On the other hand, this approach relies on the ability of NIMBYs not to collectively organize and limit the imposed liberalization, whether through their state legislator or by amending the state constitution. In recent months the latter has received more attention after the continued success of YIMBY bills. 

    In the rest of the world, much planning is done at the national level. In Japan, for example, this seems to have a positive effect, but there are a number of other differences in political economy that may limit the lessons that can be derived. Additionally, planning in the United Kingdom is mainly national, and the situation is if anything worse there than in the United States. This is in part due to the discretionary nature of the UK system, which state action has been unable to remove.

    Logic of allowing opt-ins or opt-outs

    In the UK, another approach has had more political traction but is also receiving attention in the United States. Rather than shifting the level of decision making up, advocates of hyperlocal zoning argue that the city or block level is more appropriate. The argument is rooted in both the political economy literature (Ostrom, Coase, Ellickson), law in other sectors, and pragmatic political concerns. The latter was strengthened with the recent failure of the UK government’s attempt to engineer planning reforms from the national level and the departure of former Housing Secretary Robert Jenrick. His replacement Michael Gove has signaled support for allowing hyperlocal upzoning.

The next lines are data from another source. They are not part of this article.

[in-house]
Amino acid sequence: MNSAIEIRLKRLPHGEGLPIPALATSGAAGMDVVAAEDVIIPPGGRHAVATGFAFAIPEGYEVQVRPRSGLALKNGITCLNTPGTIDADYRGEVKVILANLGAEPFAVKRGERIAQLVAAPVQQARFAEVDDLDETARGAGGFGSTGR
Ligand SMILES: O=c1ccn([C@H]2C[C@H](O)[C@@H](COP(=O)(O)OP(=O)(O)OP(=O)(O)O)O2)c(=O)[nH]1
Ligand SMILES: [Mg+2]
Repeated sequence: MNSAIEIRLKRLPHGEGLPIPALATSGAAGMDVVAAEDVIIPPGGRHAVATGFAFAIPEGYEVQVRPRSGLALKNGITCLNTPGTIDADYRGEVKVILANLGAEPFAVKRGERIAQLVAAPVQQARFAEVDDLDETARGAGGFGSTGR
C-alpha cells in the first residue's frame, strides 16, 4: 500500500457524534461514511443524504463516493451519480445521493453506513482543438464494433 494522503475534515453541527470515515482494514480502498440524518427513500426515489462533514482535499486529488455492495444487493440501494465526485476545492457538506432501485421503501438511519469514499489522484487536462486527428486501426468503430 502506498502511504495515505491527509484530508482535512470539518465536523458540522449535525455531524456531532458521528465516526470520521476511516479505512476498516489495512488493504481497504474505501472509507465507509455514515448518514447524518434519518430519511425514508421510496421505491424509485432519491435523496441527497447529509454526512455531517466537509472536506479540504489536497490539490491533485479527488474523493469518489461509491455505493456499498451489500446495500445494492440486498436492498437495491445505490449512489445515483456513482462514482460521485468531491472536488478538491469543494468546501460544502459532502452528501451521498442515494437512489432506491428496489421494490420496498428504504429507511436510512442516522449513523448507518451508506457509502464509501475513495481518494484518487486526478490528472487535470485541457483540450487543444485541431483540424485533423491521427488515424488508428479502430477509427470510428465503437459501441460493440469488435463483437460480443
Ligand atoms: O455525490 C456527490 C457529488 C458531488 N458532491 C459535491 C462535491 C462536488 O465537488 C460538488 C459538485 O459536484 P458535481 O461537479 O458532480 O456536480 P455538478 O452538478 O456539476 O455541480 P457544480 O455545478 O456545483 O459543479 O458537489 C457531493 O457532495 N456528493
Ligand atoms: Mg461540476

The details of any policy would likely be based on the Strong Suburbs report from last February in which it was proposed that residents of streets (not homeowners) would be allowed to vote on whether to expand the buildable space on their street. Should a supermajority of 60% of residents vote to approve the change, homeowners could expand their homes in line with an architectural design code submitted prior to the vote. Beyond the protections determined by residents, the proposal itself places limits on densification and alteration. For instance, it only would apply to buildings erected after 1918, and the max number of floors residents could allow would be determined by existing density. 

    Homeowners would be incentivized to liberalize their neighborhoods through the direct financial benefits that would accrue to them because the market value of added space is higher than the physical cost of the extension. Furthermore, the rules set by them and limited by the proposal itself limit the spillover effects of neighboring development.

    Other empirical support for this type of approach can be found in existing examples from the United States, Korea, and Israel. In each of these cases, locals’ concerns were taken seriously (or at least more seriously than in the competing approach), and there was an ability for hyper-local districts to vote on rule changes and/or opt out. The idea is that allowing the most resistant subset the option of not opting in–as well as the option of opting out–will make it easier to form a winning coalition for reform without exciting the blocking activity of veto players. Still, John Myers argues that in the examples of Korea and Israel, insufficient attention was paid to local concerns, which gave rise to political resistance and the limitation of the reforms. 


    Below is my prediction on whether by 2032 the California Constitution will be amended to restrict the state's authority to set zoning policy: